Father's Day has come and gone, but I still can't stop thinking about dads. My father enjoyed engaging us children. I still remember jumping in the car with him after basketball practice one day in middle school, asking him to drop off a friend.
"Sure," he said, and proceeded to talk easily about the day while he drove. My friend stepped out of the car later, her jaw close to the ground.
"I can't believe your dad talks to you like that!" she said in disbelief. I was confused, "Like what?" I wondered.
Having a verbally connected father has shaped me in countless ways. For one, I put as much of a premium on Father's Day as Mother's Day. I've noticed that this is not the norm. Some people told me they sent texts to their dads. Others didn't do much at all.
On Monday, I listened to radio personalities joke about the disappointments some fathers endured on their special day, something rarely heard on Mother's Day. It's no secret, the world is putting less value on the presence and power of the father. Worse, many men themselves don't know how important they are to their children.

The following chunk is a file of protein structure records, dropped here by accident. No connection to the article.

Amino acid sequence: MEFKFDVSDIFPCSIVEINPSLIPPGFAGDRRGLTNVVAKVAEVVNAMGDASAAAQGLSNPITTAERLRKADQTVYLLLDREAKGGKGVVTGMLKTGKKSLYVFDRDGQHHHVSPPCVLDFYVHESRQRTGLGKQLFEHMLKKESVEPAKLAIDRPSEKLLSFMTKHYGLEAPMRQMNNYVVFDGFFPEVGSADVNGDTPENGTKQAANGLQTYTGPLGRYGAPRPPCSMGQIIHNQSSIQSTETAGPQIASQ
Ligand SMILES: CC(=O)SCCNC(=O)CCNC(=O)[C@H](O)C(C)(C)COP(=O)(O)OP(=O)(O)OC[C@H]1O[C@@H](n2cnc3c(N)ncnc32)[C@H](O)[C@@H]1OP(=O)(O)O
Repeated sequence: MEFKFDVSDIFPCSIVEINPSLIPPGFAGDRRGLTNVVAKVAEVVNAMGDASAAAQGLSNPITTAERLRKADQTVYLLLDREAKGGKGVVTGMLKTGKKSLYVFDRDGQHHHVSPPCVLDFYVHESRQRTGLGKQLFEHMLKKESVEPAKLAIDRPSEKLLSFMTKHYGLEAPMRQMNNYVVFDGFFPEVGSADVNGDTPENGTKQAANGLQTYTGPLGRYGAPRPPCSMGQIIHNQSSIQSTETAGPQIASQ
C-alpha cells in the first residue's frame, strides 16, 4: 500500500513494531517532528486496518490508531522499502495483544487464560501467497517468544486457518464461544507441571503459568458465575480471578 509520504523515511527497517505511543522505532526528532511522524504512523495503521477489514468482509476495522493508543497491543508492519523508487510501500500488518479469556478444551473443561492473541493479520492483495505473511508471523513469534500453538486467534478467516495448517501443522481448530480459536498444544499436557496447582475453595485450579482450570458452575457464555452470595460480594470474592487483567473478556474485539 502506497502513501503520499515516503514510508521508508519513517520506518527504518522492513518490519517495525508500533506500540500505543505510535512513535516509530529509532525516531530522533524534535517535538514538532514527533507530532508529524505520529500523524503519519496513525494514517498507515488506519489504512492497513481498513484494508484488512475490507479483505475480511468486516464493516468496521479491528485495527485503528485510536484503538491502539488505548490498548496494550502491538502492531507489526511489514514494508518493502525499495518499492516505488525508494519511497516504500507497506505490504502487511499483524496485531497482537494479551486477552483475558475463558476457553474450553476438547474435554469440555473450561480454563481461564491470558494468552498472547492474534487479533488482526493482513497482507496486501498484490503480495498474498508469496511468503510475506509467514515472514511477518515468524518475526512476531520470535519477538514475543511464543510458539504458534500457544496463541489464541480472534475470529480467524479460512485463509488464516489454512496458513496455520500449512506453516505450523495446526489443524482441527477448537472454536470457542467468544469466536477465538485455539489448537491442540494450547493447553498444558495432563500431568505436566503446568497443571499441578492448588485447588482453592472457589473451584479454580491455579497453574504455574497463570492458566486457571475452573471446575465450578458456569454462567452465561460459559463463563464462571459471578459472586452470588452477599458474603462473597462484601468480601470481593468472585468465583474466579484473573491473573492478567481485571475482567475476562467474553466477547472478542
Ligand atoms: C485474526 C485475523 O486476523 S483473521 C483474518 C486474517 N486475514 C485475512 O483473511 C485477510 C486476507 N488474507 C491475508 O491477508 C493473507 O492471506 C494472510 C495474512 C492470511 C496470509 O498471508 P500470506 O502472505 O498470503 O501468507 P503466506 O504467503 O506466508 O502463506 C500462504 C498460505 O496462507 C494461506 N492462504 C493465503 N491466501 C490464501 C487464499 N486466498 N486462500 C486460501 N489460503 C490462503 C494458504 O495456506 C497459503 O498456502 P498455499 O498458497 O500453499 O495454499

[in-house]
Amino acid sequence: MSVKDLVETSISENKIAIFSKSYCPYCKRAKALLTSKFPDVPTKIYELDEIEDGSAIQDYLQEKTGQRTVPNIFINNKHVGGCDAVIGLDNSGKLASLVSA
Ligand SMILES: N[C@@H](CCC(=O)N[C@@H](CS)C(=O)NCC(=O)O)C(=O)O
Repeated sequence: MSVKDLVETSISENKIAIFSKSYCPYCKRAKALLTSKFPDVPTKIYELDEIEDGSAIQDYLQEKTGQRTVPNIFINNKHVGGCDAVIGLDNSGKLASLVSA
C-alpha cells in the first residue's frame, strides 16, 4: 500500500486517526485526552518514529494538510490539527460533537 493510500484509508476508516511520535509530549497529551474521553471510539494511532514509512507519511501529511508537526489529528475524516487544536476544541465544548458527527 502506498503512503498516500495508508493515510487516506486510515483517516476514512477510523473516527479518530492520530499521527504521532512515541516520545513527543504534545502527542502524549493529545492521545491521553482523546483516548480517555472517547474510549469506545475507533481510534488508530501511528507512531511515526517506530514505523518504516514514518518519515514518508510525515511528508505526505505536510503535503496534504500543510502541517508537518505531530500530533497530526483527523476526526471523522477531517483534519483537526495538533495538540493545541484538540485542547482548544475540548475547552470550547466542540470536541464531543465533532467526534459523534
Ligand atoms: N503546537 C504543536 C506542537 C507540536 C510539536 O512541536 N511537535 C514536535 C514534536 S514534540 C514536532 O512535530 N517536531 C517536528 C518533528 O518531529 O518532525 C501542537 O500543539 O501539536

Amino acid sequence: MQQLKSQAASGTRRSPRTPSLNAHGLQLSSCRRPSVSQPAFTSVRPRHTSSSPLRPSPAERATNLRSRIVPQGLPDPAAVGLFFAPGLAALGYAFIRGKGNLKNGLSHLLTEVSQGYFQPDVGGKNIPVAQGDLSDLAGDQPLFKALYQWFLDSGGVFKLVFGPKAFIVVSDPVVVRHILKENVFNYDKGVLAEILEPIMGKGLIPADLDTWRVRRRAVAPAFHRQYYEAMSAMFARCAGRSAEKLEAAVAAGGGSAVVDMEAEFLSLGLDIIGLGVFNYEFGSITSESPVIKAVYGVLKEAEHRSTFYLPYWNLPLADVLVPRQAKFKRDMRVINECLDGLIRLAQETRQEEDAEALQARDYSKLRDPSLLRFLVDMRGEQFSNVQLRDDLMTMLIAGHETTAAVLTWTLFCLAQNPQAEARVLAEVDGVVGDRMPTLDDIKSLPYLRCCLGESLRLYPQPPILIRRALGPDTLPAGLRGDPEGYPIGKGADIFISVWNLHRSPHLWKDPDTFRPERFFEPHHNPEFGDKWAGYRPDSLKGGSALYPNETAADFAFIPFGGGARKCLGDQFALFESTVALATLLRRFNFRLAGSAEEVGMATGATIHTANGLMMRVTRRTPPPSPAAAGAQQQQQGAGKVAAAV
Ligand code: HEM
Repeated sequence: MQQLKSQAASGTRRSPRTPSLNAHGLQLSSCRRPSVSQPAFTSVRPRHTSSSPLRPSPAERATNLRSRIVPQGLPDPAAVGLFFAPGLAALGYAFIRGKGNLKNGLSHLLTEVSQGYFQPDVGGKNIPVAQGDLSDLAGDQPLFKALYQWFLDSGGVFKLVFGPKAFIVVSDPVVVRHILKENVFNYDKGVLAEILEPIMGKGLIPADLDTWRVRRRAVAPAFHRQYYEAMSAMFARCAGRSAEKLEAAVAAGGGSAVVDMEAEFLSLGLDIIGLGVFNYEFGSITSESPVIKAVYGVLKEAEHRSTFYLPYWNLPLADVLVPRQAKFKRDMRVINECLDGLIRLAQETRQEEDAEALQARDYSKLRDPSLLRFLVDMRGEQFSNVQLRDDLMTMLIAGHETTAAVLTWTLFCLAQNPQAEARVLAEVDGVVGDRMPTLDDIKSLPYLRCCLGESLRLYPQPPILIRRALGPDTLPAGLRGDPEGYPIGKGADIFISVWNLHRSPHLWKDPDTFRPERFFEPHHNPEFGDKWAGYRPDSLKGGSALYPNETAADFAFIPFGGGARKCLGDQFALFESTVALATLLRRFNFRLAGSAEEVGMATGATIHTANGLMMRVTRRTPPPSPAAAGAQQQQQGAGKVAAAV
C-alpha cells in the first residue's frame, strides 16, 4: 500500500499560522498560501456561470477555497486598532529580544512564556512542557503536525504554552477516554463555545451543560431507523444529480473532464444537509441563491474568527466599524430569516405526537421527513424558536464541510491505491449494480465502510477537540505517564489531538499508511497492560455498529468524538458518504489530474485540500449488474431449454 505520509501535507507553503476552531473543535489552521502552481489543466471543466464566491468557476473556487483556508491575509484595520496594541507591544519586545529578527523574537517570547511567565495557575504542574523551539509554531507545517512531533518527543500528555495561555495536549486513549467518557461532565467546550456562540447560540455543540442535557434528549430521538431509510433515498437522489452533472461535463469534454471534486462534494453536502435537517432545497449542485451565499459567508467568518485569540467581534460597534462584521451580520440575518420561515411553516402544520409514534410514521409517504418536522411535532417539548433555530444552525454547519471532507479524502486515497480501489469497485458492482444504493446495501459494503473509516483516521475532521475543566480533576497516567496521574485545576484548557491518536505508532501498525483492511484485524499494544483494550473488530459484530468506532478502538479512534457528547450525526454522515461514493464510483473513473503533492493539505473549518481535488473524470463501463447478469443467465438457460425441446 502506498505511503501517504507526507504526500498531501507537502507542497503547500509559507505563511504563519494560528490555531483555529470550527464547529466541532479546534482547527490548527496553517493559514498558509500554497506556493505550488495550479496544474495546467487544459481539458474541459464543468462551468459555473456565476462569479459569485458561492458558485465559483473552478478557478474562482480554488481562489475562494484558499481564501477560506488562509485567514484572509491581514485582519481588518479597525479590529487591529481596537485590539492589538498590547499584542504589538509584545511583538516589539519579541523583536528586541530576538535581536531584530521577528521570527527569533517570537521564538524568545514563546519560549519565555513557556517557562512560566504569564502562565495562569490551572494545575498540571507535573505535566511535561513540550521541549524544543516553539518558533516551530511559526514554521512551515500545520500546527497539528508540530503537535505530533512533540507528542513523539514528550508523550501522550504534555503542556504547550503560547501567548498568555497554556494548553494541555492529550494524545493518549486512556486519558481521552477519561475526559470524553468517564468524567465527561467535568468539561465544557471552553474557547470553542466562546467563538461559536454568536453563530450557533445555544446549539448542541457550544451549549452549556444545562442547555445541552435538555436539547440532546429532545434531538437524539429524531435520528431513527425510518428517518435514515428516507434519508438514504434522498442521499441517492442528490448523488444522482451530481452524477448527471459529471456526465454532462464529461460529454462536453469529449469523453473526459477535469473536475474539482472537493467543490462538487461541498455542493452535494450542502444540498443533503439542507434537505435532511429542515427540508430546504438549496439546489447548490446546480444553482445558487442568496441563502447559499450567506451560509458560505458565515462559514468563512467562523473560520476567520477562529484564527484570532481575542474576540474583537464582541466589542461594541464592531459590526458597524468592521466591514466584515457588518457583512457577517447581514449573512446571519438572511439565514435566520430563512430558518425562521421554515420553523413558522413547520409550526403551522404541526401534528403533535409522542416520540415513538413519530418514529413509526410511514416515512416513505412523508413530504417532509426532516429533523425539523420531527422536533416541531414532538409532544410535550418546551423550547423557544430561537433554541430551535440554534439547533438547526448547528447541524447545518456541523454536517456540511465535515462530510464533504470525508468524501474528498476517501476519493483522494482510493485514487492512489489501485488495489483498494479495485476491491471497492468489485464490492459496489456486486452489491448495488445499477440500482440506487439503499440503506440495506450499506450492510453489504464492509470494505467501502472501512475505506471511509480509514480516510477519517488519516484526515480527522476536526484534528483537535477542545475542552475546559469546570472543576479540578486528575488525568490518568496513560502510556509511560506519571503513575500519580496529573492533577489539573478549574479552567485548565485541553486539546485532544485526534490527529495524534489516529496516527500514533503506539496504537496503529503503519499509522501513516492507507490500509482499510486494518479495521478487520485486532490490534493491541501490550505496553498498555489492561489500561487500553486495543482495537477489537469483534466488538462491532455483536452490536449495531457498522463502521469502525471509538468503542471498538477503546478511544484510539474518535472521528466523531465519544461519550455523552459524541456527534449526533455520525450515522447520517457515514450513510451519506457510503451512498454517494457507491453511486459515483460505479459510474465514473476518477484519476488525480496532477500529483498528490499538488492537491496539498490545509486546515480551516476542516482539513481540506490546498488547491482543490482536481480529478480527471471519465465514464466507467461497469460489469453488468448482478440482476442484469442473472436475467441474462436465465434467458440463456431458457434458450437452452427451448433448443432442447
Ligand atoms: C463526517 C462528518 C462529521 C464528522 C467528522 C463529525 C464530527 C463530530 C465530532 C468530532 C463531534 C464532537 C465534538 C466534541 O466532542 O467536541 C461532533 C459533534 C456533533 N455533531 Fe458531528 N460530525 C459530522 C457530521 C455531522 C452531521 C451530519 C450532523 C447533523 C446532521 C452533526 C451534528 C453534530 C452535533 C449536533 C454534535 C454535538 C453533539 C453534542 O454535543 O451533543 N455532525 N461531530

In 2006, interviewer Nancy Madsen asked former pro-football player Bill Glass what he thought the country's biggest problem was. He answered, "The lack of the father's blessing. The FBI studied the 17 kids that have shot their classmates in little towns like Paducah, Kentucky; Pearl, Mississippi; and Littleton, Colorado. All 17 shooters had one thing in common. They had a father problem. I see it so much; it's just unbelievable. There's something about it when a man doesn't get along with his father. It makes him mean; it makes him dangerous; it makes him angry."
After years of working in the nation's prisons and detention centers, Glass said he has noticed that no other issue seems to be the most consistent with the inmates. He said that his father would kiss him goodnight and tell him what a good boy he was. He himself has hugged and kissed his own 250-pound boys on numerous occasions.
On Father's Day, my own daddy gave me and my siblings the most amazing gift I have ever received: a written blessing. He spoke to us about our character, what he sees for our future, the hopes and dreams he has for us. The moment he read mine, I felt totally caught of guard with wonder and gratitude. I felt as though I had just been knighted, and should've been bowing humbly before a king.
But even a father not so eloquent can bless his child. A simple,"I really like you, kid," will do fine.
Bill Glass went on to say that when he "...grabbed that eldest son of mine recently and said, 'I love, I bless you, I think you're terrific, and I'm so glad you're mine." His shoulders began to shake and his eyes filled with tears, and he said, 'Dad, I really needed that.'
We all need that, right now and for the rest of our lives.